San Juan Island Whale Watching report for Friday, April 10th:
Well, it's early in April and we've had great success spotting wildlife the past few days. On Friday Captain Nancy and I left Roche Harbor with gray skies overhead. There were reports of Transient Orcas near Fulford Harbor, and we crossed our fingers we'd make it across the Haro Strait before they disappeared. Luck was with us as we drew close to the southern tip of Salt Spring Island, and we watched as a large group of transients, 6 in all, slowly moving around the bay. Although the male was evidently the largest, it would have been an older female in the group who was in charge. The male was easiest to identify, of course, with his almost 6-foot dorsal fin towering above the rest. With 3 foot dorsal fins, females and juveniles of both sexes look alike. Once the males mature at 15, however, their dorsal begins to grow until there is no mistaking the sexes.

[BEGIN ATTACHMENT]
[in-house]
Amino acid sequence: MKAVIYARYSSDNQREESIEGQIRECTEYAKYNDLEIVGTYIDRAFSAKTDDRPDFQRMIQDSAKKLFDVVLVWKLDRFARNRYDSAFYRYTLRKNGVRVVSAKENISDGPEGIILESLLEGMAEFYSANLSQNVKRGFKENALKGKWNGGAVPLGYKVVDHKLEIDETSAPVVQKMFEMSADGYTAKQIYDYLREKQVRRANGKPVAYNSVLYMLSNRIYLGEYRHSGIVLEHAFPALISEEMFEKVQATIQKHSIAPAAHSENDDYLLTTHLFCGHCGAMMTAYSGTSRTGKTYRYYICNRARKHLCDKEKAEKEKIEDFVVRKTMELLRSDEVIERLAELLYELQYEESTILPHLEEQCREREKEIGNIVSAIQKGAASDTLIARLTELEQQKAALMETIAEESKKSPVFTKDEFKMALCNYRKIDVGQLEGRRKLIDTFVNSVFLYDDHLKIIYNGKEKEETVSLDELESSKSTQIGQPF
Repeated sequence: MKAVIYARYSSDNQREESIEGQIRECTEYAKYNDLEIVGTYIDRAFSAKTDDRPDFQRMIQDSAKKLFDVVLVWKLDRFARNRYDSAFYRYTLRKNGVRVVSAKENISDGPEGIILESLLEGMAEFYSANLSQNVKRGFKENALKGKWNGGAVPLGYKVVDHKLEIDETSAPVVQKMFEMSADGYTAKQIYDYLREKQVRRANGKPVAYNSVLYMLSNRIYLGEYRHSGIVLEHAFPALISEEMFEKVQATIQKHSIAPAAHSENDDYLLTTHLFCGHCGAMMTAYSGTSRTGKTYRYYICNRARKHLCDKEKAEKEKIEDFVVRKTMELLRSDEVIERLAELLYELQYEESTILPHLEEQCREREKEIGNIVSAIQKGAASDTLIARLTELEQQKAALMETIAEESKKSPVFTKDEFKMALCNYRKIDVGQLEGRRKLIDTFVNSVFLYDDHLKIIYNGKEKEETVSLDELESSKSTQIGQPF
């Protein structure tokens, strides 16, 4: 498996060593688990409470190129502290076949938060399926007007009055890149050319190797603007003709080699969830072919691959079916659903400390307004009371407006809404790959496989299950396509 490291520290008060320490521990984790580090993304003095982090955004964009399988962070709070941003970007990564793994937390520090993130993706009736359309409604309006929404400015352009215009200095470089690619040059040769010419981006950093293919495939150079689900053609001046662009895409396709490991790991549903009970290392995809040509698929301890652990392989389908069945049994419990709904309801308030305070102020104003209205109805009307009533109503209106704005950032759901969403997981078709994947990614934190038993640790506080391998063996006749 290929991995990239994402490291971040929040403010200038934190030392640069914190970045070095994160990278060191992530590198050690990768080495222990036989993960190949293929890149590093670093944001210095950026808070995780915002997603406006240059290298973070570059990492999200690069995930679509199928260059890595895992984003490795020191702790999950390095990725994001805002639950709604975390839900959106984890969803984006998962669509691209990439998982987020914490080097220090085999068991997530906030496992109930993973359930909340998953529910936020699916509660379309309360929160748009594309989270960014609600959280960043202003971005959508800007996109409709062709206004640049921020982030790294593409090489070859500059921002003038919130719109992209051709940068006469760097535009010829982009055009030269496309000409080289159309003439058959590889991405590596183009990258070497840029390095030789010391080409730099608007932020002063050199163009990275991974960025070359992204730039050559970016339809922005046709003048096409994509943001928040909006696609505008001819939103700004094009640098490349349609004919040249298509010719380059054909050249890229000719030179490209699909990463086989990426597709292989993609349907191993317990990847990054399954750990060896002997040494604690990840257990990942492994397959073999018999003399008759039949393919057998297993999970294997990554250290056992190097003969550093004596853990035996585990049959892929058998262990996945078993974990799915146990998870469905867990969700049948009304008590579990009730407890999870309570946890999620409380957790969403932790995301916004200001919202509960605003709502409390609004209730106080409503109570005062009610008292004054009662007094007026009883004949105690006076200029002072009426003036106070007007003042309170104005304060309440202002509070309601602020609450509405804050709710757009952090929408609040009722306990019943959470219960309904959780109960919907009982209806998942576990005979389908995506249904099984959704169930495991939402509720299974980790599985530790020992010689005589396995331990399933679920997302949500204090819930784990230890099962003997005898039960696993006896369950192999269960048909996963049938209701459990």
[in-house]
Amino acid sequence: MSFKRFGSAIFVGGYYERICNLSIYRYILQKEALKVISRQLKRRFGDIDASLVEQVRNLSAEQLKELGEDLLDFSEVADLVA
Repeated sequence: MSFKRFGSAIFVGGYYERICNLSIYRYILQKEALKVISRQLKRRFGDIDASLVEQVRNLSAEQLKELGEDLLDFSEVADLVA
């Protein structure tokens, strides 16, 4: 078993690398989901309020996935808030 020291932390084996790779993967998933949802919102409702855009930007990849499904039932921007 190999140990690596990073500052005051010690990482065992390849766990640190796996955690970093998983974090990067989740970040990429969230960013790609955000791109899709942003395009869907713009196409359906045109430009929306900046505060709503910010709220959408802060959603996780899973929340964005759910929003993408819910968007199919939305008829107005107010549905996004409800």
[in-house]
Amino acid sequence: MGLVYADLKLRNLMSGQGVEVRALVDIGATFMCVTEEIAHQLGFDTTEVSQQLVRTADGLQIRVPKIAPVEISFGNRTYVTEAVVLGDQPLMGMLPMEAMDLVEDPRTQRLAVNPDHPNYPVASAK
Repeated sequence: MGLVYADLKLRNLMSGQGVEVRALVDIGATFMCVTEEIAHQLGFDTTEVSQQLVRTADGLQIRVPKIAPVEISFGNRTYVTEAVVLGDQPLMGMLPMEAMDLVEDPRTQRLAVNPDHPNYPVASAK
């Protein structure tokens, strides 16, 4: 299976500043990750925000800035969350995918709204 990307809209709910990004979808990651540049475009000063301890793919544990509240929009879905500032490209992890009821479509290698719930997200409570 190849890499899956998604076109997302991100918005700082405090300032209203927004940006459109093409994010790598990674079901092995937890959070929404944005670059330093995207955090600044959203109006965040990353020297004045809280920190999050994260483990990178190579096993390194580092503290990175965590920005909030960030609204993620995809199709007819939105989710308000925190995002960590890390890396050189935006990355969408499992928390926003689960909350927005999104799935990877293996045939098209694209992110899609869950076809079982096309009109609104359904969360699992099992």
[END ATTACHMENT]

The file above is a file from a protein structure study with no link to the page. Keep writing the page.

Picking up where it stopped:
We watched this group for a long time, as they surfaced and breathed in unison. As they began exploratory dives and started to move away, we too moved off.
The most extraordinary thing happened on our return course-- just as everyone settled back into the toasty cabin, or curled up with blankets to enjoy the scenery on the ride home, we encountered another pod of transient whales! This time there were about 5 transients together, and we were extremely happy to get not one, but two glimpses of whales up close.
What a day!